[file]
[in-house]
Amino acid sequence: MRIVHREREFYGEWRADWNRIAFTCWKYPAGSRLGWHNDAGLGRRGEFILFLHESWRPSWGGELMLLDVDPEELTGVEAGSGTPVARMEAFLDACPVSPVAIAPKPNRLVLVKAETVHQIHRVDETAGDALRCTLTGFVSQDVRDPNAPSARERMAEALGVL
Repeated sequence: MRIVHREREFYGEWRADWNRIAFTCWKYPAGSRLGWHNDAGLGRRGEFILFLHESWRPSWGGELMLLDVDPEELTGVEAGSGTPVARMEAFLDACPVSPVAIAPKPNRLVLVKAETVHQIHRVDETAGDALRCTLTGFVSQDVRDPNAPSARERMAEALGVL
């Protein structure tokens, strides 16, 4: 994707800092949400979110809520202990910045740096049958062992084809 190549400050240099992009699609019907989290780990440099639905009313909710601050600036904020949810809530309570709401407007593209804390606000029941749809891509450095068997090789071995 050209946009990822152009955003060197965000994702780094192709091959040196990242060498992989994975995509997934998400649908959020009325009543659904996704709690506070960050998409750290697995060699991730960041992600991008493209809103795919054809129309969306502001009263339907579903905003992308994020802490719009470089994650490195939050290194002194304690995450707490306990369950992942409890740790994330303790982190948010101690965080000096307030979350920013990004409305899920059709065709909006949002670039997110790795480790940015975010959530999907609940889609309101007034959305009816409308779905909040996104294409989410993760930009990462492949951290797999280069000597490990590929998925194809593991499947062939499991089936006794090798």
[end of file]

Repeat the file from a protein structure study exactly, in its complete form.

[in-house]
Amino acid sequence: MRIVHREREFYGEWRADWNRIAFTCWKYPAGSRLGWHNDAGLGRRGEFILFLHESWRPSWGGELMLLDVDPEELTGVEAGSGTPVARMEAFLDACPVSPVAIAPKPNRLVLVKAETVHQIHRVDETAGDALRCTLTGFVSQDVRDPNAPSARERMAEALGVL
Repeated sequence: MRIVHREREFYGEWRADWNRIAFTCWKYPAGSRLGWHNDAGLGRRGEFILFLHESWRPSWGGELMLLDVDPEELTGVEAGSGTPVARMEAFLDACPVSPVAIAPKPNRLVLVKAETVHQIHRVDETAGDALRCTLTGFVSQDVRDPNAPSARERMAEALGVL
């Protein structure tokens, strides 16, 4: 994707800092949400979110809520202990910045740096049958062992084809 190549400050240099992009699609019907989290780990440099639905009313909710601050600036904020949810809530309570709401407007593209804390606000029941749809891509450095068997090789071995 050209946009990822152009955003060197965000994702780094192709091959040196990242060498992989994975995509997934998400649908959020009325009543659904996704709690506070960050998409750290697995060699991730960041992600991008493209809103795919054809129309969306502001009263339907579903905003992308994020802490719009470089994650490195939050290194002194304690995450707490306990369950992942409890740790994330303790982190948010101690965080000096307030979350920013990004409305899920059709065709909006949002670039997110790795480790940015975010959530999907609940889609309101007034959305009816409308779905909040996104294409989410993760930009990462492949951290797999280069000597490990590929998925194809593991499947062939499991089936006794090798």